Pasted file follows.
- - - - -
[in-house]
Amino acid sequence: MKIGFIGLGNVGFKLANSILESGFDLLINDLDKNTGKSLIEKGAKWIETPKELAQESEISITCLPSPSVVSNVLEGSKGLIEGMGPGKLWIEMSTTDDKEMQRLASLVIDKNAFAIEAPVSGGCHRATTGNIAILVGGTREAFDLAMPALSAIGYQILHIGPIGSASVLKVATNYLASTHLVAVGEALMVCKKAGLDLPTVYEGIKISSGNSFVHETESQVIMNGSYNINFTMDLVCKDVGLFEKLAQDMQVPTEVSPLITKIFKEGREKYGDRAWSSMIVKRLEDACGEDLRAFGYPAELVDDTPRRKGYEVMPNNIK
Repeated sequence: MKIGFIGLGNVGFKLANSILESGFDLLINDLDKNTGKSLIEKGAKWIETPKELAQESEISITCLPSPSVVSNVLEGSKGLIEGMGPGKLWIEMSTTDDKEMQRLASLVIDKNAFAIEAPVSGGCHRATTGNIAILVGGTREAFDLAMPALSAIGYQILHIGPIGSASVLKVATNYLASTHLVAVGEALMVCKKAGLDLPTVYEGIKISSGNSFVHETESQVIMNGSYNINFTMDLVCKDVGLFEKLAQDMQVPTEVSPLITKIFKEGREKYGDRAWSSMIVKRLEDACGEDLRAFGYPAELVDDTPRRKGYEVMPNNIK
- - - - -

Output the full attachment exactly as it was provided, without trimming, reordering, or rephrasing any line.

[in-house]
Amino acid sequence: MKIGFIGLGNVGFKLANSILESGFDLLINDLDKNTGKSLIEKGAKWIETPKELAQESEISITCLPSPSVVSNVLEGSKGLIEGMGPGKLWIEMSTTDDKEMQRLASLVIDKNAFAIEAPVSGGCHRATTGNIAILVGGTREAFDLAMPALSAIGYQILHIGPIGSASVLKVATNYLASTHLVAVGEALMVCKKAGLDLPTVYEGIKISSGNSFVHETESQVIMNGSYNINFTMDLVCKDVGLFEKLAQDMQVPTEVSPLITKIFKEGREKYGDRAWSSMIVKRLEDACGEDLRAFGYPAELVDDTPRRKGYEVMPNNIK
Repeated sequence: MKIGFIGLGNVGFKLANSILESGFDLLINDLDKNTGKSLIEKGAKWIETPKELAQESEISITCLPSPSVVSNVLEGSKGLIEGMGPGKLWIEMSTTDDKEMQRLASLVIDKNAFAIEAPVSGGCHRATTGNIAILVGGTREAFDLAMPALSAIGYQILHIGPIGSASVLKVATNYLASTHLVAVGEALMVCKKAGLDLPTVYEGIKISSGNSFVHETESQVIMNGSYNINFTMDLVCKDVGLFEKLAQDMQVPTEVSPLITKIFKEGREKYGDRAWSSMIVKRLEDACGEDLRAFGYPAELVDDTPRRKGYEVMPNNIK